Fired Alibaba employee suspected of 'forcible indecency', no proof of rape: police
Updated 13:22, 15-Aug-2021
Alibaba's logo shown in an expo in Shanghai, east China, April 9, 2021. /CFP

Alibaba's logo shown in an expo in Shanghai, east China, April 9, 2021. /CFP

A fired male employee of Chinese e-commerce giant Alibaba Group is suspected of committing "forcible indecency" against a female colleague, said a local Chinese police department on Saturday, adding that no proof of rape was found after initial investigations.

The Huaiyin District Bureau of Jinan Police Department has taken criminal compulsory measures against the two suspects in the case, according to a release, and the case is still being investigated.

The female employee's claim of being sexually assaulted by her supervisor and a client during a "forced" business trip has circulated through social media since last Saturday. 

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Alibaba under social media storm after female employee alleges sexual assault

As per screenshots of the woman's 11-page PDF allegation, which went viral on China's Twitter-like platform Weibo, her boss asked her to "keep company with clients" on the evening of July 27 in Jinan, capital of east China's Shandong Province, and she was "kissed" and her "private parts touched" by one of the clients.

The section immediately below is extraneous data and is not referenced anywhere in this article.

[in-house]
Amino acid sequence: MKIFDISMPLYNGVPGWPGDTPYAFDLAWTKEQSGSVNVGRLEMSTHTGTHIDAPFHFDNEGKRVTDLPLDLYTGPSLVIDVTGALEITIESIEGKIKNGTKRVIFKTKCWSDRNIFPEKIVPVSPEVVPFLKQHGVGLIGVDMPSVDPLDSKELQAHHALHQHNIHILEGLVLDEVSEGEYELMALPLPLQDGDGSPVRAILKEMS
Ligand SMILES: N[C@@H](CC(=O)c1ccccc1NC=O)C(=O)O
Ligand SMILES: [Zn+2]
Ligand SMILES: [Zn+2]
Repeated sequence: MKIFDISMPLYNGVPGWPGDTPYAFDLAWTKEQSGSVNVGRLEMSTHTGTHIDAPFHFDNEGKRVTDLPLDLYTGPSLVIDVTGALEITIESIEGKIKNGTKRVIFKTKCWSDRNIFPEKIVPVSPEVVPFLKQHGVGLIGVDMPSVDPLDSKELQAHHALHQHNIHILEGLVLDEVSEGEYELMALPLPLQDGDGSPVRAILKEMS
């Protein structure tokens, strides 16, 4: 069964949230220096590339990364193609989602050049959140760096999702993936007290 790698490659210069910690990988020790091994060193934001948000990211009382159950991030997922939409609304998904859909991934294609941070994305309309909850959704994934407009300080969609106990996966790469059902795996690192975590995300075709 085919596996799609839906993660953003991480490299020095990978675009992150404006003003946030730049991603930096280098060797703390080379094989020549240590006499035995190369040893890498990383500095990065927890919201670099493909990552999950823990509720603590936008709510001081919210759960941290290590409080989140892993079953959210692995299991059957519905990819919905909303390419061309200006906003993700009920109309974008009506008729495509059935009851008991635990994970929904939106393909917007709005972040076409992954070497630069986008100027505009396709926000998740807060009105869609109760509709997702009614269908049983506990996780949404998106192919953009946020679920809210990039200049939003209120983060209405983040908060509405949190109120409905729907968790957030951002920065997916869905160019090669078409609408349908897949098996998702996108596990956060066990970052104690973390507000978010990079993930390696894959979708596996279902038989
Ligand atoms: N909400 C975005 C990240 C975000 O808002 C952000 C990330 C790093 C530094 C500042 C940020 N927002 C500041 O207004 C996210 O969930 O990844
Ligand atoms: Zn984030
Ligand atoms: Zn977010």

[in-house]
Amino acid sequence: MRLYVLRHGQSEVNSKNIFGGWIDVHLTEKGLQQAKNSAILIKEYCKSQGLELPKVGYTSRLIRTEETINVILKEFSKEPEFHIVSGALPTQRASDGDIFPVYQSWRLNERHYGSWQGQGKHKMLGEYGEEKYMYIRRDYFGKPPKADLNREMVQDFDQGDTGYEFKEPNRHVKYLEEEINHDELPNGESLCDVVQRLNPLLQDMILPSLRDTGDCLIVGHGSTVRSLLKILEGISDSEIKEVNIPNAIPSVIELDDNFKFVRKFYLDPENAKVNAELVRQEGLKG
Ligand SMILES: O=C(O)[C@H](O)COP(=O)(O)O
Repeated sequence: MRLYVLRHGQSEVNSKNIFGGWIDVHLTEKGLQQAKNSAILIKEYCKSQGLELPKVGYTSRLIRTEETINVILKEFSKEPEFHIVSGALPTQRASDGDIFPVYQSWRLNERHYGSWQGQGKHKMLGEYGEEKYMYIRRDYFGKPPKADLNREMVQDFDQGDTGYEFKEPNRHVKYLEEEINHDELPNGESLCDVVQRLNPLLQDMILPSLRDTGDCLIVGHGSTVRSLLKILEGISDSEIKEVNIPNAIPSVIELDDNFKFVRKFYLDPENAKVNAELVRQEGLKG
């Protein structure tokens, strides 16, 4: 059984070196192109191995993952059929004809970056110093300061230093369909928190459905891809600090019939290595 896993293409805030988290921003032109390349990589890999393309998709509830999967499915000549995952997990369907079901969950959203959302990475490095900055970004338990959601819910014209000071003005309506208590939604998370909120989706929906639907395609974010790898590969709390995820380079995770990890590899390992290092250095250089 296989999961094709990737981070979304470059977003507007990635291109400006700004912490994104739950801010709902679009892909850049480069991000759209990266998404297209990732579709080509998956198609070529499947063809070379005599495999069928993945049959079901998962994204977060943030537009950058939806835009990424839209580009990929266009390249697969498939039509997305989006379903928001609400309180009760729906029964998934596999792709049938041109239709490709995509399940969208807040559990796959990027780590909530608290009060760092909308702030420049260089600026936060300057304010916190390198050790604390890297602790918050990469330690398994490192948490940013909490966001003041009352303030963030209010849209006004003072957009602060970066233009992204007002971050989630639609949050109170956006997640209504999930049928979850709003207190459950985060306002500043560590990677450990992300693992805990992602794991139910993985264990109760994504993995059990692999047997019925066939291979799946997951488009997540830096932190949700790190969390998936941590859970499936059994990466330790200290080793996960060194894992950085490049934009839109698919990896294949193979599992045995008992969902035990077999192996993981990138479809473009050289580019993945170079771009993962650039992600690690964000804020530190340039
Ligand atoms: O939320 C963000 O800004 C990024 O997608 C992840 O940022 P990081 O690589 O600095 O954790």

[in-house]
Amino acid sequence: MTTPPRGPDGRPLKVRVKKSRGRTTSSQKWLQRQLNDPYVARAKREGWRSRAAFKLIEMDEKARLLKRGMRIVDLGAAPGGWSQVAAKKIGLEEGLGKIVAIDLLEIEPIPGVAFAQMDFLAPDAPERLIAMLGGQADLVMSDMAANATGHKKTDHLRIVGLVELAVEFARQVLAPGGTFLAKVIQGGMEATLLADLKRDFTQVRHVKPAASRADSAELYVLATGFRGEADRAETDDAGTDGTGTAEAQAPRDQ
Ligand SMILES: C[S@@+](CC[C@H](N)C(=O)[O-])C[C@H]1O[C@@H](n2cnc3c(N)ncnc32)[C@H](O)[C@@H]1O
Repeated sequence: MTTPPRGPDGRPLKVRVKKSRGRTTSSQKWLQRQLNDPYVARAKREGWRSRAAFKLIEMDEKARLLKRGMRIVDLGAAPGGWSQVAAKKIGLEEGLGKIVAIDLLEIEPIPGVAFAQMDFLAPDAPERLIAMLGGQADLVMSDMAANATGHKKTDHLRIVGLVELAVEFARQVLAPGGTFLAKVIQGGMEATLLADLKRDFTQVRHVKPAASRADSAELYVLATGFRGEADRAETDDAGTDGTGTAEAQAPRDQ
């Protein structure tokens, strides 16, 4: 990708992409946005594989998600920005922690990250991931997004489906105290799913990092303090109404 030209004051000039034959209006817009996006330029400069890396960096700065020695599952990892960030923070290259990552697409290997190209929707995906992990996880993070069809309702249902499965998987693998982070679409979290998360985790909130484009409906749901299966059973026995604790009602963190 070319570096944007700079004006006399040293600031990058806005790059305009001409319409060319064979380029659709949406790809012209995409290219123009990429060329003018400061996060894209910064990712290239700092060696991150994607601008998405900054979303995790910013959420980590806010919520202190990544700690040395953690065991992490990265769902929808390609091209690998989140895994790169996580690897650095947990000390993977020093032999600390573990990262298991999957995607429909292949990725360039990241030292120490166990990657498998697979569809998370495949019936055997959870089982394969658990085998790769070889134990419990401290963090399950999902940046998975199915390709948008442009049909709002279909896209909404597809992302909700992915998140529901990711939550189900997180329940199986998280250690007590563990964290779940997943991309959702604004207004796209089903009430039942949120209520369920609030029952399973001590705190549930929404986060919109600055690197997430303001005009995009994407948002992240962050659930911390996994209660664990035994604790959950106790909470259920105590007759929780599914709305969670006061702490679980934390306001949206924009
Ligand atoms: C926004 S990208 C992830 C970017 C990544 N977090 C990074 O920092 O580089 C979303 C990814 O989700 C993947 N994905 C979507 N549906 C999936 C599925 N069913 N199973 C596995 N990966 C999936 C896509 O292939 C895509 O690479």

The woman said she was hungover in a hotel room next morning with her clothes removed and didn't remember what happened the previous night. However, she saw her boss entering her room four times after viewing closed-circuit television footage.

The police said the accused man committed "forcible indecency" against the woman the second time he entered her room, after "getting her agreement to obtain a room card" as she was drunk.

According to the police, Alibaba's client also committed the act against her, first on the evening of July 27 and again on the morning of July 28 in her room, after "she contacted him and told him her room number."

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Alibaba fires man accused of sexual assault, two executives resign

Alibaba to set up committee to probe sexual harassment complaints

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